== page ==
So we hear the voice of the good shepherd, a shepherd who leads his sheep to better pastures.  The voice calls us to follow, to follow the shepherd who knows what is best for us, to follow him when the sun is shining down on us, when the rain is falling in torrents, when the stones hurt our feet, when we can’t see where we’re headed, and can’t remember the way we have been.  We are to follow him when darkness enshrouds us, when we reach the mountain tops and the view takes our breath away, when success lands at our feet. We are to follow him. Follow in the dust of his shoes. Knowing that he laid down his life,  that he has walked the path we have walked, he has felt our joys, our highs and our lows, he has wept with the mourning, laughed with those who were laughing, he worked as we work, he got splinters in his hands! This shepherd we follow laid down his life, died, went to the darkest depths, and rose to life on that Easter Sunday morning.   The marvellous and wonderful thing about the call to follow is that it is for everyone, it is for the youngest to the oldest, it is for the weak and for the strong, it is for the happy, and for the sad, it is for the lovely and the not so lovely.  The call of Christ is for everyone.  I urge you now to consider this call, whether for the first time or for the thousandth time, the call of Christ is as relevant today as it ever will be.  Follow the good shepherd.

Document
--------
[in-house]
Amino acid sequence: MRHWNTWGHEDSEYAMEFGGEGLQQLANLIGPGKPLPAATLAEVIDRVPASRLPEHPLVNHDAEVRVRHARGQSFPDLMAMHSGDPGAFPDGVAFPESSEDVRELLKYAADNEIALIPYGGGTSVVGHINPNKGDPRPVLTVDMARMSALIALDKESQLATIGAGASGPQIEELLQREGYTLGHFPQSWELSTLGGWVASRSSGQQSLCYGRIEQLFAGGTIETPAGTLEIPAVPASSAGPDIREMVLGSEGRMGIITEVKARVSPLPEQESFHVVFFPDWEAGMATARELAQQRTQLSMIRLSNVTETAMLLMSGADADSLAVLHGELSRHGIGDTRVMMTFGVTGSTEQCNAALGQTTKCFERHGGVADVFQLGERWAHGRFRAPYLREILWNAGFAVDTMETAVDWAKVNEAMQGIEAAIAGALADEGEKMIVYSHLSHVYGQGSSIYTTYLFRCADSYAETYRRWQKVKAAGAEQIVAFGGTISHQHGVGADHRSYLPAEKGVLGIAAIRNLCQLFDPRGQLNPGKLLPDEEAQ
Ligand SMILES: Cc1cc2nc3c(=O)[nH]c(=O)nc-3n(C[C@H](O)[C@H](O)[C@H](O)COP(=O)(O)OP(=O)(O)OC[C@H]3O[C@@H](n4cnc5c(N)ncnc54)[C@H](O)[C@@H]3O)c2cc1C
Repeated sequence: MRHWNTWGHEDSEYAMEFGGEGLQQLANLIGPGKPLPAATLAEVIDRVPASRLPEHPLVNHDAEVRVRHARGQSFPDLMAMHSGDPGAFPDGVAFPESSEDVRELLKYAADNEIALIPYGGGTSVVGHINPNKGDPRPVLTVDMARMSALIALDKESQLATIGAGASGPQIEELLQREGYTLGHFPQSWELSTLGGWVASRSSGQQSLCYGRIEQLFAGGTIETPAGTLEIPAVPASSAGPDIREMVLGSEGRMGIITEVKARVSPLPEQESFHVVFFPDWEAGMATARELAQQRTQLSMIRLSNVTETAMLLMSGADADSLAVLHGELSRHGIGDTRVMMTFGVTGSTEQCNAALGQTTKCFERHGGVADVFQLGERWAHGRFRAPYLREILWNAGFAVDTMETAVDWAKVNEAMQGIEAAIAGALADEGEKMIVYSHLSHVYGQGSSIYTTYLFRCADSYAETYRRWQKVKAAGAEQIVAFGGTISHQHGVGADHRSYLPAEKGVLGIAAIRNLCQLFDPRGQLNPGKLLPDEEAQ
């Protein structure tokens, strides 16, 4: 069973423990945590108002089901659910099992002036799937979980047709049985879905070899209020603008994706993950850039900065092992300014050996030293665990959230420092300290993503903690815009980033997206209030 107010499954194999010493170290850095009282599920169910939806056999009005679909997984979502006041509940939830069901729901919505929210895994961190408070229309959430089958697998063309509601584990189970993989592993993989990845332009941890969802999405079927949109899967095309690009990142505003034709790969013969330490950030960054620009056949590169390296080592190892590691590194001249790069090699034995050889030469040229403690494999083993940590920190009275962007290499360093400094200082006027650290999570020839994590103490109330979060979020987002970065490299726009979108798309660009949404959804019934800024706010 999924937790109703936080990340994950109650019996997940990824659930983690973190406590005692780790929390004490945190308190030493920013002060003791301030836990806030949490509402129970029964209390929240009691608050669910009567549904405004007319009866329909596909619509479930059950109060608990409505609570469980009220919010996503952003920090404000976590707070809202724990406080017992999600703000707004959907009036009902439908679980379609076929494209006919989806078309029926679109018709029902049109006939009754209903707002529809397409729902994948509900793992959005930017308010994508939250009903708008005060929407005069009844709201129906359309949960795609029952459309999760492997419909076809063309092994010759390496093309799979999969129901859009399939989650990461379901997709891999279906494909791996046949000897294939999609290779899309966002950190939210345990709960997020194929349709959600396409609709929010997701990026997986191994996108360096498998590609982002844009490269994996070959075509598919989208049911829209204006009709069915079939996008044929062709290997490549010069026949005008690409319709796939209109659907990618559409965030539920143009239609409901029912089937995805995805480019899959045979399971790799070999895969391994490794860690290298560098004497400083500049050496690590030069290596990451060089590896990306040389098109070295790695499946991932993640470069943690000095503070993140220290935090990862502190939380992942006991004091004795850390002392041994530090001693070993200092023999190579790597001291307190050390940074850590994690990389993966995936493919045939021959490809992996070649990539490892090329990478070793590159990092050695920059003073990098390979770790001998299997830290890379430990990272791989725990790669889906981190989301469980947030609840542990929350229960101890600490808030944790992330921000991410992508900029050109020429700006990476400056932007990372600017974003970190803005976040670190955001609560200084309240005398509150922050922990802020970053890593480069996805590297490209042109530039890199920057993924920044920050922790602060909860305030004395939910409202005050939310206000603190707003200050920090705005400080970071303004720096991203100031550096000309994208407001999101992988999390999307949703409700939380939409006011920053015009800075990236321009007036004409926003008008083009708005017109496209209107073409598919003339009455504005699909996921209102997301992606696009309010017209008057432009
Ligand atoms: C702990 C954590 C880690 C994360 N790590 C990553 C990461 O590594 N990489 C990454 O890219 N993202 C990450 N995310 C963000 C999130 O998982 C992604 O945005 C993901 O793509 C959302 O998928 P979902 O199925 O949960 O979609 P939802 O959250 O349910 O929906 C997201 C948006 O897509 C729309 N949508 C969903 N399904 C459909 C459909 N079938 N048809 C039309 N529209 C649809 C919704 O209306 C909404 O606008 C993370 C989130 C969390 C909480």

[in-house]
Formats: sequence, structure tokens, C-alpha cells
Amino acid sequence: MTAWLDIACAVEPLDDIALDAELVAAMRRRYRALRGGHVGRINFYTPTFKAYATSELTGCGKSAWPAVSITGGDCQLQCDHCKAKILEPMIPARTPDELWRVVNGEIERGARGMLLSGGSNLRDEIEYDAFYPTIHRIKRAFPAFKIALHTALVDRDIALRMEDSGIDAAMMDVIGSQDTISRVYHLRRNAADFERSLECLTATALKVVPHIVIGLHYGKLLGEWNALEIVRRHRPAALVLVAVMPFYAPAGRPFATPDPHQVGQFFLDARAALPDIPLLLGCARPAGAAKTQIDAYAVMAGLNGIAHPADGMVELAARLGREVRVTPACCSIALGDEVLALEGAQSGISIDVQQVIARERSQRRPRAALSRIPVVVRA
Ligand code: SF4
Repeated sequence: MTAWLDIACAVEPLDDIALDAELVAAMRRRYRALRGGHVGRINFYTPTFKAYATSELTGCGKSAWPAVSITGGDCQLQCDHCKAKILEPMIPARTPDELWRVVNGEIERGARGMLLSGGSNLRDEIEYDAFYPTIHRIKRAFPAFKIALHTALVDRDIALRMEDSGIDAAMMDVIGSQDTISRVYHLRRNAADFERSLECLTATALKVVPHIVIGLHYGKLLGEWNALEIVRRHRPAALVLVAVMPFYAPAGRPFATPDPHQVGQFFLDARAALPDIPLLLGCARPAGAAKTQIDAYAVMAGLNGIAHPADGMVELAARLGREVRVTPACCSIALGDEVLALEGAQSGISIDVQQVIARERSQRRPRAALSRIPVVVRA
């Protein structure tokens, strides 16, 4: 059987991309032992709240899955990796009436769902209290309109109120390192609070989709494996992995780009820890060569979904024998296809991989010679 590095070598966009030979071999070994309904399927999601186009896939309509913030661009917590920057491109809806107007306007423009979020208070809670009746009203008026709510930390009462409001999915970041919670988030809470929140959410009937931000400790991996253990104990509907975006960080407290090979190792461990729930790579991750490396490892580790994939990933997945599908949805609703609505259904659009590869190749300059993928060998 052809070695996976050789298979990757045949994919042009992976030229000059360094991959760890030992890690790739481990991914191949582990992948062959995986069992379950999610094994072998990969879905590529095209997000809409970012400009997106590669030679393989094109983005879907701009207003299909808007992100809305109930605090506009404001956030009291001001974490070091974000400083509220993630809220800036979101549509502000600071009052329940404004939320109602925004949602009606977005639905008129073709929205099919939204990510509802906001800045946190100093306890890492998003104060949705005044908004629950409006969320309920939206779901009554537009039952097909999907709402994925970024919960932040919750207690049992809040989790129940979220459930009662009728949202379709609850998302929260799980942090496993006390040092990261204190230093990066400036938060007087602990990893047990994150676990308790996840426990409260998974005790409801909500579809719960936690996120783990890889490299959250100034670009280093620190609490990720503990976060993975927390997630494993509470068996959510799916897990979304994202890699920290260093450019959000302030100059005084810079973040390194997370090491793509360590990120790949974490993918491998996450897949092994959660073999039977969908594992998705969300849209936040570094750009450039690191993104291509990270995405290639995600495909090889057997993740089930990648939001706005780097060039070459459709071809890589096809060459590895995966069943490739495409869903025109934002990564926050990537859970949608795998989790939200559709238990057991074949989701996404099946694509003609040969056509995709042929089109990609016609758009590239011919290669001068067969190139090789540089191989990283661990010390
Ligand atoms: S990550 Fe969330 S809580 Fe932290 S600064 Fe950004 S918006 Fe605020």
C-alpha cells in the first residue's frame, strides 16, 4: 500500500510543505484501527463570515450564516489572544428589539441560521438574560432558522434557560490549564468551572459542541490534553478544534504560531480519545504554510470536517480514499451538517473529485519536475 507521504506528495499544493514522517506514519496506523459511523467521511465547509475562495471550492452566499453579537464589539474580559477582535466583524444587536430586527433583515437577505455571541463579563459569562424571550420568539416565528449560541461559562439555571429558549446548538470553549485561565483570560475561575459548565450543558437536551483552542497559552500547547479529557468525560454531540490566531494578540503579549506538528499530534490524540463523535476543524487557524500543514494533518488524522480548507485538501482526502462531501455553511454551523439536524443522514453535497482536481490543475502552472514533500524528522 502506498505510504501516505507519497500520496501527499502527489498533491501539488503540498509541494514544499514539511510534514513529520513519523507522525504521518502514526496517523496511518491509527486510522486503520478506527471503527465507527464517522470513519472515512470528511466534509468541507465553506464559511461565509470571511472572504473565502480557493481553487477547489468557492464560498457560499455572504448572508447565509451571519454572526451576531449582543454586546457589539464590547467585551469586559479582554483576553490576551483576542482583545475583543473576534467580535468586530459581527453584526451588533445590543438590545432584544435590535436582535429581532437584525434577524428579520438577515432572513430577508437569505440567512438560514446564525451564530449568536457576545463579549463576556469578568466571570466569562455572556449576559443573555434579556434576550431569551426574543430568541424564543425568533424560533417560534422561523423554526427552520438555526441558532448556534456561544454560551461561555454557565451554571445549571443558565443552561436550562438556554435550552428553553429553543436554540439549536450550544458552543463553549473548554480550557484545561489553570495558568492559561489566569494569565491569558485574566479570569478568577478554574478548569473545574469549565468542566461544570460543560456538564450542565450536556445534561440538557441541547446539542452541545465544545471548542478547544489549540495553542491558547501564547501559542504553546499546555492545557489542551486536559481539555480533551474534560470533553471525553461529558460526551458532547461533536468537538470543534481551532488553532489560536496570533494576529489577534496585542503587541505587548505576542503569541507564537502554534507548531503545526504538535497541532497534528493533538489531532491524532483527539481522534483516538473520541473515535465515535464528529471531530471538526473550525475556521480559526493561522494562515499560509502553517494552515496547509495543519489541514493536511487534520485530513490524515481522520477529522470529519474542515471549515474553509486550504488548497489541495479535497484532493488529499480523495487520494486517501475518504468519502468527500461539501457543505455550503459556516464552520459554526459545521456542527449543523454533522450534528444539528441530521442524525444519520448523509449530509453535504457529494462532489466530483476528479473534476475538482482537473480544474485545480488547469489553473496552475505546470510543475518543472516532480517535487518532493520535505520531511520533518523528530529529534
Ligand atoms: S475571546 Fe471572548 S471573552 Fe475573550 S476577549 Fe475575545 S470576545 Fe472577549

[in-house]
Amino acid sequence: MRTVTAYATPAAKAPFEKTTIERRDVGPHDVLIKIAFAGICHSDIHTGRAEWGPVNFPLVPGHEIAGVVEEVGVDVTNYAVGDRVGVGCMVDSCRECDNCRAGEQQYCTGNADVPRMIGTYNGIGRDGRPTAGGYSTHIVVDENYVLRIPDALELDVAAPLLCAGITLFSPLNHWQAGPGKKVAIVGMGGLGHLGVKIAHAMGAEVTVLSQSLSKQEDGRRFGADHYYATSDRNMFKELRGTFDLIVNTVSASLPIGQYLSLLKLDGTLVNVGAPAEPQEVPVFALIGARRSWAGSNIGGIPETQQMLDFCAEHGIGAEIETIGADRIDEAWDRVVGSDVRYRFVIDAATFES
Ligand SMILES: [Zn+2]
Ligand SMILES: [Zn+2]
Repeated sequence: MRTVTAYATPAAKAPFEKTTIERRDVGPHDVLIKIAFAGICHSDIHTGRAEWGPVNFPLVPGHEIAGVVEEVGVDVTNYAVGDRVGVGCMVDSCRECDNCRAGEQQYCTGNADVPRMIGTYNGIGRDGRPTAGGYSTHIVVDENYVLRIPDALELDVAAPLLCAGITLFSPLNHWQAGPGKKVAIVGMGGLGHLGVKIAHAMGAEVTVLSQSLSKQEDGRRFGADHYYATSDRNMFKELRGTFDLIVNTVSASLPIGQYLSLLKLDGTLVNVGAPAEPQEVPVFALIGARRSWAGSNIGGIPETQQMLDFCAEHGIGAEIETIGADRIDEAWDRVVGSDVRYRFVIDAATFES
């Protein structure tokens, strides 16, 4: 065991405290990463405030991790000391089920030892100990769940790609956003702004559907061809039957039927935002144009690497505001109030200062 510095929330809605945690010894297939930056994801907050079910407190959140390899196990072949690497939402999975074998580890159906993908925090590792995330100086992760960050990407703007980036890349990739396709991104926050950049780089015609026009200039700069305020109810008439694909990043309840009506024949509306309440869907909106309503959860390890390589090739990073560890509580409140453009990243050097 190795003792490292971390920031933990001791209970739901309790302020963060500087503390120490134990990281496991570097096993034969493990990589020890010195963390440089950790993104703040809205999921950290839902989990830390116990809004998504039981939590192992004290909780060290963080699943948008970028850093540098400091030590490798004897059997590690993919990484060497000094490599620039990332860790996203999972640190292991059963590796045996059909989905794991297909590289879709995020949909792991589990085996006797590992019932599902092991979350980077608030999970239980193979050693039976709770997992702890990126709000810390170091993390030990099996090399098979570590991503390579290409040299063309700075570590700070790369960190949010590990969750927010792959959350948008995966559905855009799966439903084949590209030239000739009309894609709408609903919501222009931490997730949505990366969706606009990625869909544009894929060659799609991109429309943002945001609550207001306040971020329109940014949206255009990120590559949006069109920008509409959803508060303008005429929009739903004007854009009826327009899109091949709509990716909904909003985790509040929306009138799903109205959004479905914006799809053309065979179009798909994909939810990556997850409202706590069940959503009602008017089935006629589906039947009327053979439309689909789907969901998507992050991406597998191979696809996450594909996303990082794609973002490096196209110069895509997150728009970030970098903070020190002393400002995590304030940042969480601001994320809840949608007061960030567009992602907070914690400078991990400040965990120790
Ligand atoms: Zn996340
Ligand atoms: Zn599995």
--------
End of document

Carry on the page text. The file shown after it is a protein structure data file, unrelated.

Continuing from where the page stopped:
As we follow, as we walk in the dust of his shoes, we begin to know our shepherd, “I know my own and my own know me” says Jesus in the gospel reading.  In the building trade, and other professions one learns their craft by watching, being with, and emulating what the teacher is doing.  The learner becomes apprentice to the teacher.   As we listen to Jesus voice, follow on the path he leads we are apprentice to him, learning his ways.   Things are a bit different as his physical presence is not with us, but as Teresa of Avila said, “Christ has no body now on earth but yours, no hands but yours, no feet but yours.”  So we learn to follow Christ from those who have trodden the path a while longer than us, do you struggle knowing how to pray? Find someone who has got an idea.  If you don’t know one end of the Bible from the other, get alongside someone who knows a little more, the path we walk is not one we walk alone, we walk it together.   Each week, gathered together here and across the globe Christians gather together to celebrate, to worship, and to encounter the risen Jesus, there is something in this experience that also helps us to know more of the “good shepherd”.